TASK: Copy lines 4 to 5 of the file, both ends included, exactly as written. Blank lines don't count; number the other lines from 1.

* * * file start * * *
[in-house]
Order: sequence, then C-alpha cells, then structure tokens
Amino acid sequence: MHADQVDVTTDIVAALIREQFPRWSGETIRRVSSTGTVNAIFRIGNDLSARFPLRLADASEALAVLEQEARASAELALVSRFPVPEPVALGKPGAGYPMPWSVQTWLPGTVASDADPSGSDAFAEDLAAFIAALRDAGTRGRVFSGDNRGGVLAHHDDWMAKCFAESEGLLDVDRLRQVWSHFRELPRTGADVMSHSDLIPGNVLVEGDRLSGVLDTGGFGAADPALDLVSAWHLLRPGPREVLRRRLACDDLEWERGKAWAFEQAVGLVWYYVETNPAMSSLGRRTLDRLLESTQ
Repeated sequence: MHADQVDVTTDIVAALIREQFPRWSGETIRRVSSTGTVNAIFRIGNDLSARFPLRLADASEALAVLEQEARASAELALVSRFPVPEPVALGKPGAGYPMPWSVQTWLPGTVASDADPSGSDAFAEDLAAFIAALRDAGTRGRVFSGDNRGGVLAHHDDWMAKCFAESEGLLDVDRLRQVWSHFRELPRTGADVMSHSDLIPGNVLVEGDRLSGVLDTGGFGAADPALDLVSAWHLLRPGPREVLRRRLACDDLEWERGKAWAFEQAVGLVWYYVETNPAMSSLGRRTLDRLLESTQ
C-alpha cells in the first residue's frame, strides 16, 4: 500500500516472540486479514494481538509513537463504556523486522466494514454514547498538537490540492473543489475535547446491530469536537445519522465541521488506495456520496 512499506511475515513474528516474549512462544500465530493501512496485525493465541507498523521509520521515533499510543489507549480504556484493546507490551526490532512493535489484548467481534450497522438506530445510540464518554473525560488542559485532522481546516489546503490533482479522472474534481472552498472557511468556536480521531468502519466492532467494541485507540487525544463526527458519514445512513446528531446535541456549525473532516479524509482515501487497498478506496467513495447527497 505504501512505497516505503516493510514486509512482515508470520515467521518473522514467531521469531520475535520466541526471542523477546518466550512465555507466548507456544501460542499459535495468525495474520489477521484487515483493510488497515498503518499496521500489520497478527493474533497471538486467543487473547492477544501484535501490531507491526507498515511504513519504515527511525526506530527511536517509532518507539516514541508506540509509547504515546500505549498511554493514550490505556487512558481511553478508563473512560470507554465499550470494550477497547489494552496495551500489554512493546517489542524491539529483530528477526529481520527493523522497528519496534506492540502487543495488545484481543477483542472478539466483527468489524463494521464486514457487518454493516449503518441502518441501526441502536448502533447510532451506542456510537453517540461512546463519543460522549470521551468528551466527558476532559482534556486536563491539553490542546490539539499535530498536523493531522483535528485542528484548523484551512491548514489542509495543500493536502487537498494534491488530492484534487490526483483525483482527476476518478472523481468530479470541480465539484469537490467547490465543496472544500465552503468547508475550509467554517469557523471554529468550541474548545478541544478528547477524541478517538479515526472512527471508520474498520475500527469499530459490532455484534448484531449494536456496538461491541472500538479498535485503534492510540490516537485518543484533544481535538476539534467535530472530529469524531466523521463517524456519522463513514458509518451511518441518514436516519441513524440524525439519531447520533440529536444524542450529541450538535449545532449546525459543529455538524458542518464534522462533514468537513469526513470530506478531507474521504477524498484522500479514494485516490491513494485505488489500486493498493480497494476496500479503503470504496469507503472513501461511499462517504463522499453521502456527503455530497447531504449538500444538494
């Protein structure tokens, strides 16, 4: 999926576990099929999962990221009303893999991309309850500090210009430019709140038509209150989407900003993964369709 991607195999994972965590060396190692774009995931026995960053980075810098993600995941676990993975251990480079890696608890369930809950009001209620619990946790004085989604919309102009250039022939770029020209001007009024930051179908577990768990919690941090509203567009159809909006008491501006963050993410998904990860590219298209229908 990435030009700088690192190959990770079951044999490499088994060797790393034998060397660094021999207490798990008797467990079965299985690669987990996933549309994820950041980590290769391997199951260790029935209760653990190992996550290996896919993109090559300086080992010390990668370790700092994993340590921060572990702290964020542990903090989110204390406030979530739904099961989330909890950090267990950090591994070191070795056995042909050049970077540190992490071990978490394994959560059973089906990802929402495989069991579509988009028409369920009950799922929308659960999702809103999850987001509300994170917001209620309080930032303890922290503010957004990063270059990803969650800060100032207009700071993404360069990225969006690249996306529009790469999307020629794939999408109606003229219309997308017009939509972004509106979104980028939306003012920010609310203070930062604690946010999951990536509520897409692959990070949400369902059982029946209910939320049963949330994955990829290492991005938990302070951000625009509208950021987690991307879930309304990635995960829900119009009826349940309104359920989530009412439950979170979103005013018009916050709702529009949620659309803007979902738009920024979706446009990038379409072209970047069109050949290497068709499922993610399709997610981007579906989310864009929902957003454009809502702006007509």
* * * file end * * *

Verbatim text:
Repeated sequence: MHADQVDVTTDIVAALIREQFPRWSGETIRRVSSTGTVNAIFRIGNDLSARFPLRLADASEALAVLEQEARASAELALVSRFPVPEPVALGKPGAGYPMPWSVQTWLPGTVASDADPSGSDAFAEDLAAFIAALRDAGTRGRVFSGDNRGGVLAHHDDWMAKCFAESEGLLDVDRLRQVWSHFRELPRTGADVMSHSDLIPGNVLVEGDRLSGVLDTGGFGAADPALDLVSAWHLLRPGPREVLRRRLACDDLEWERGKAWAFEQAVGLVWYYVETNPAMSSLGRRTLDRLLESTQ
C-alpha cells in the first residue's frame, strides 16, 4: 500500500516472540486479514494481538509513537463504556523486522466494514454514547498538537490540492473543489475535547446491530469536537445519522465541521488506495456520496 512499506511475515513474528516474549512462544500465530493501512496485525493465541507498523521509520521515533499510543489507549480504556484493546507490551526490532512493535489484548467481534450497522438506530445510540464518554473525560488542559485532522481546516489546503490533482479522472474534481472552498472557511468556536480521531468502519466492532467494541485507540487525544463526527458519514445512513446528531446535541456549525473532516479524509482515501487497498478506496467513495447527497 505504501512505497516505503516493510514486509512482515508470520515467521518473522514467531521469531520475535520466541526471542523477546518466550512465555507466548507456544501460542499459535495468525495474520489477521484487515483493510488497515498503518499496521500489520497478527493474533497471538486467543487473547492477544501484535501490531507491526507498515511504513519504515527511525526506530527511536517509532518507539516514541508506540509509547504515546500505549498511554493514550490505556487512558481511553478508563473512560470507554465499550470494550477497547489494552496495551500489554512493546517489542524491539529483530528477526529481520527493523522497528519496534506492540502487543495488545484481543477483542472478539466483527468489524463494521464486514457487518454493516449503518441502518441501526441502536448502533447510532451506542456510537453517540461512546463519543460522549470521551468528551466527558476532559482534556486536563491539553490542546490539539499535530498536523493531522483535528485542528484548523484551512491548514489542509495543500493536502487537498494534491488530492484534487490526483483525483482527476476518478472523481468530479470541480465539484469537490467547490465543496472544500465552503468547508475550509467554517469557523471554529468550541474548545478541544478528547477524541478517538479515526472512527471508520474498520475500527469499530459490532455484534448484531449494536456496538461491541472500538479498535485503534492510540490516537485518543484533544481535538476539534467535530472530529469524531466523521463517524456519522463513514458509518451511518441518514436516519441513524440524525439519531447520533440529536444524542450529541450538535449545532449546525459543529455538524458542518464534522462533514468537513469526513470530506478531507474521504477524498484522500479514494485516490491513494485505488489500486493498493480497494476496500479503503470504496469507503472513501461511499462517504463522499453521502456527503455530497447531504449538500444538494